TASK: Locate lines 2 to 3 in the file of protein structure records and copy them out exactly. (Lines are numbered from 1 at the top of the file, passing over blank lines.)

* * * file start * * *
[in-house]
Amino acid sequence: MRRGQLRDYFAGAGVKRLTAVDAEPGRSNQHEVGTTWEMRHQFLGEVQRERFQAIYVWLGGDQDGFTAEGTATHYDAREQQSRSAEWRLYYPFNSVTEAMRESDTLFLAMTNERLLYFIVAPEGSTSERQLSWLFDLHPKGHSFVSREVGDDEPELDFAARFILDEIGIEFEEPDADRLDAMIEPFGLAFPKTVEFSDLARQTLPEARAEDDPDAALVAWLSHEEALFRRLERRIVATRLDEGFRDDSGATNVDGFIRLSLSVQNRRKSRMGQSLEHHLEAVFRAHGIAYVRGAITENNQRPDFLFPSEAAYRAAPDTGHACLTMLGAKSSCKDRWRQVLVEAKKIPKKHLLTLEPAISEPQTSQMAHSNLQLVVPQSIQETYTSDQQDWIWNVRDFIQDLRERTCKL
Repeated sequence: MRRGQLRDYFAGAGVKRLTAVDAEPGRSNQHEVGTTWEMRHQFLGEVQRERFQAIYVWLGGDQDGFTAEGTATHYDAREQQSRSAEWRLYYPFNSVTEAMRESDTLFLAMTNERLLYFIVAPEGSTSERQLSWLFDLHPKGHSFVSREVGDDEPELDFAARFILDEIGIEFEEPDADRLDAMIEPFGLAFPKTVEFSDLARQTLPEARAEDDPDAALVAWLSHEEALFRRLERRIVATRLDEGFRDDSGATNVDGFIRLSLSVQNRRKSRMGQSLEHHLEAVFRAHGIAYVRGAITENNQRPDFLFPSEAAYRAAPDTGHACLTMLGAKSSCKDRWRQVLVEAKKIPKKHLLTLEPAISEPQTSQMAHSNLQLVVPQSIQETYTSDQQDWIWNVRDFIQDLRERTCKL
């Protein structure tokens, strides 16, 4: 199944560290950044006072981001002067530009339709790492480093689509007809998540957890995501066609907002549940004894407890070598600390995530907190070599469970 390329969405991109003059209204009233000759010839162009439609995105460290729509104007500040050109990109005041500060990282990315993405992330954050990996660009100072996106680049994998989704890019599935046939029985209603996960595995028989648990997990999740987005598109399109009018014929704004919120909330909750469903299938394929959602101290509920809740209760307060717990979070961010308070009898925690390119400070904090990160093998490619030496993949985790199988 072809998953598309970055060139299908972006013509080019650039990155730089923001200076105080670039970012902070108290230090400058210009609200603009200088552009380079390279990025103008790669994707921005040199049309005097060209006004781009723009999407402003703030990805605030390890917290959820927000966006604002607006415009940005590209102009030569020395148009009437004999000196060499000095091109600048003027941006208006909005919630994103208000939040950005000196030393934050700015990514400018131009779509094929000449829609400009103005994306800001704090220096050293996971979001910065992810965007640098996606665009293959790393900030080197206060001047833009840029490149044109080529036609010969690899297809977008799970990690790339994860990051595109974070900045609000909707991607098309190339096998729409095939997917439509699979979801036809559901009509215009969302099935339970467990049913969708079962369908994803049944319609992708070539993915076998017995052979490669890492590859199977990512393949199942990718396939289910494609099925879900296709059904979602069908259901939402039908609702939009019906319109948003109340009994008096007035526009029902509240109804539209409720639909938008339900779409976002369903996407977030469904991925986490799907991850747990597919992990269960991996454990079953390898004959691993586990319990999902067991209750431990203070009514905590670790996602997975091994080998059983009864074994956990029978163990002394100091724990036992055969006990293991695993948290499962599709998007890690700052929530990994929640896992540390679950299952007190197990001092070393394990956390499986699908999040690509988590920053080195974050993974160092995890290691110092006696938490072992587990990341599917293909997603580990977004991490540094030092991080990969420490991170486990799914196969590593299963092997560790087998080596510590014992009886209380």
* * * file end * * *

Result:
Amino acid sequence: MRRGQLRDYFAGAGVKRLTAVDAEPGRSNQHEVGTTWEMRHQFLGEVQRERFQAIYVWLGGDQDGFTAEGTATHYDAREQQSRSAEWRLYYPFNSVTEAMRESDTLFLAMTNERLLYFIVAPEGSTSERQLSWLFDLHPKGHSFVSREVGDDEPELDFAARFILDEIGIEFEEPDADRLDAMIEPFGLAFPKTVEFSDLARQTLPEARAEDDPDAALVAWLSHEEALFRRLERRIVATRLDEGFRDDSGATNVDGFIRLSLSVQNRRKSRMGQSLEHHLEAVFRAHGIAYVRGAITENNQRPDFLFPSEAAYRAAPDTGHACLTMLGAKSSCKDRWRQVLVEAKKIPKKHLLTLEPAISEPQTSQMAHSNLQLVVPQSIQETYTSDQQDWIWNVRDFIQDLRERTCKL
Repeated sequence: MRRGQLRDYFAGAGVKRLTAVDAEPGRSNQHEVGTTWEMRHQFLGEVQRERFQAIYVWLGGDQDGFTAEGTATHYDAREQQSRSAEWRLYYPFNSVTEAMRESDTLFLAMTNERLLYFIVAPEGSTSERQLSWLFDLHPKGHSFVSREVGDDEPELDFAARFILDEIGIEFEEPDADRLDAMIEPFGLAFPKTVEFSDLARQTLPEARAEDDPDAALVAWLSHEEALFRRLERRIVATRLDEGFRDDSGATNVDGFIRLSLSVQNRRKSRMGQSLEHHLEAVFRAHGIAYVRGAITENNQRPDFLFPSEAAYRAAPDTGHACLTMLGAKSSCKDRWRQVLVEAKKIPKKHLLTLEPAISEPQTSQMAHSNLQLVVPQSIQETYTSDQQDWIWNVRDFIQDLRERTCKL